Toddler's eating habits predict dental cavities later

March 27, 2001 in Nutrition for Children and Teenagers, Nutrition Topics in the News

Toddler's eating habits predict dental cavities later

According to the study of 135 Finnish youngsters, eating habits at age three can help predict whether or not he or she will have a mouthful of cavities by the time they are age six, researchers report.

Those toddlers who consumed candy and juice more than once a week at age three and who also had tarter (bacteria-containing plaque) on the teeth, were nearly twice as likely to have cavities by the age of 6, compared with their peers who ate sweets no more than once a week, findings show.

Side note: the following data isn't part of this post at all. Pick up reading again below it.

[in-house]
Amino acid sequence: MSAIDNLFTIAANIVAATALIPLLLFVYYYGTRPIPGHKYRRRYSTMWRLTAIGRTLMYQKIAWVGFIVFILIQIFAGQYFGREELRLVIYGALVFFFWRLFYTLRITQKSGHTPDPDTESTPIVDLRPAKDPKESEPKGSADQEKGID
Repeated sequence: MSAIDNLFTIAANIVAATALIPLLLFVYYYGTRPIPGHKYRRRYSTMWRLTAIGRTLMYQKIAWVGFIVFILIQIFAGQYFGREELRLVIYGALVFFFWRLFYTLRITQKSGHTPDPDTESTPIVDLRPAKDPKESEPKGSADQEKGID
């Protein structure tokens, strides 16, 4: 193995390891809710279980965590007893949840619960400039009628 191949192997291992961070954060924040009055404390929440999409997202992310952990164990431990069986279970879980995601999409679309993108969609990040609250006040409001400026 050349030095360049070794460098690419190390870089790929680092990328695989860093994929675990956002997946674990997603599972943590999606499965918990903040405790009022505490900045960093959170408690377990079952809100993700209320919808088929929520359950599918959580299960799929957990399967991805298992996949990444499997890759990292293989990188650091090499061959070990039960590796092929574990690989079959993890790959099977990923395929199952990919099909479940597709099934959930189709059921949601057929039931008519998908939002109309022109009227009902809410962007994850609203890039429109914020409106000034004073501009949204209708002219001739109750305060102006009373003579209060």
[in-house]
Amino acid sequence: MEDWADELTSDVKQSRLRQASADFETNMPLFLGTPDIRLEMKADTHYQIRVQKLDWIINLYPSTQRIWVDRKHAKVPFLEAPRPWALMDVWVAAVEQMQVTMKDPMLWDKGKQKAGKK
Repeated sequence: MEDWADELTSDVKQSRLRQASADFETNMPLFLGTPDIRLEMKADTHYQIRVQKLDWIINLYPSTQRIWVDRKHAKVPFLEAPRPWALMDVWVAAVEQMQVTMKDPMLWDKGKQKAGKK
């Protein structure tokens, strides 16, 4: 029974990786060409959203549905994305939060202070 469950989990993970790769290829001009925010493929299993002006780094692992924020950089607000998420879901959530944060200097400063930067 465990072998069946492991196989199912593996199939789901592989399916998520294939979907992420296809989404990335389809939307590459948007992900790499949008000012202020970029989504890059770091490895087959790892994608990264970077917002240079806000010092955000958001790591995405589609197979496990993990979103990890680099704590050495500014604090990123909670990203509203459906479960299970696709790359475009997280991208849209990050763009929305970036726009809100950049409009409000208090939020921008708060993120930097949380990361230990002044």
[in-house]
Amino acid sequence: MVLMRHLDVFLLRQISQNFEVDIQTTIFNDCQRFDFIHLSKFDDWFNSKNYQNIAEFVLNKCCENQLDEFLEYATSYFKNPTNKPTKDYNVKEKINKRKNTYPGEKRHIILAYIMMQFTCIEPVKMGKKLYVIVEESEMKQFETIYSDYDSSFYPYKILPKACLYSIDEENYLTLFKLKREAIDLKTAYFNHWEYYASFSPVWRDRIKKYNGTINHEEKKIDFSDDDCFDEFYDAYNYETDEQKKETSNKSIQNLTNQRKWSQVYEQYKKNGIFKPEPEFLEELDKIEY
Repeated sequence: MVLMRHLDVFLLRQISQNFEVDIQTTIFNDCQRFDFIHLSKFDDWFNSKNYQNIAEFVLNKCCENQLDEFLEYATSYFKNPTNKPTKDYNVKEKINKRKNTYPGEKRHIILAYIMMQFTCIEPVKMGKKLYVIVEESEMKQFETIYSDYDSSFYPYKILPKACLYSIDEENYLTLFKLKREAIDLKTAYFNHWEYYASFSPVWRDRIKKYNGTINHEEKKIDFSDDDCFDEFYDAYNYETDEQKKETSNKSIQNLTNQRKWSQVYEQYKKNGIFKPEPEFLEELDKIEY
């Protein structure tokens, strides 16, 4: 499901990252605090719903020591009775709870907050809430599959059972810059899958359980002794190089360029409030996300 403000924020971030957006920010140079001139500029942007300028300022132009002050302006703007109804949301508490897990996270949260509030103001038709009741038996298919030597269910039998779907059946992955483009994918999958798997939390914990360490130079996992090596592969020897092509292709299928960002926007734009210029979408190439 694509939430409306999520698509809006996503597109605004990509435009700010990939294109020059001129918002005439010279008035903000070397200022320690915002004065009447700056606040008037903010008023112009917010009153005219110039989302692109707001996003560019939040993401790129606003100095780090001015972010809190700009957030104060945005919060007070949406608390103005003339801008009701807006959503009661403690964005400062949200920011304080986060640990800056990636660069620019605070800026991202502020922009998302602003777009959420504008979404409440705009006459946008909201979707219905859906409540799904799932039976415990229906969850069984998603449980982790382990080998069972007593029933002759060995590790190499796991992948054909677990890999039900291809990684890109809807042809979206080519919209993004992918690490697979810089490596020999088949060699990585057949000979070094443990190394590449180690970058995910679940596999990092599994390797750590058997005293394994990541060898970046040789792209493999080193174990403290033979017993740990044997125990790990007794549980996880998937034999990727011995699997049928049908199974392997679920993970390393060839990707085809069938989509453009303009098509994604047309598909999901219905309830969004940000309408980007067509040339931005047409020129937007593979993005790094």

Tooth brushing habits did not differ between children who developed cavities and those who remained cavity-free. The results support the idea that despite improvements in dental health due to better oral hygiene and the widespread use of fluoride, sugar consumption is still a major risk factor for cavities in children.

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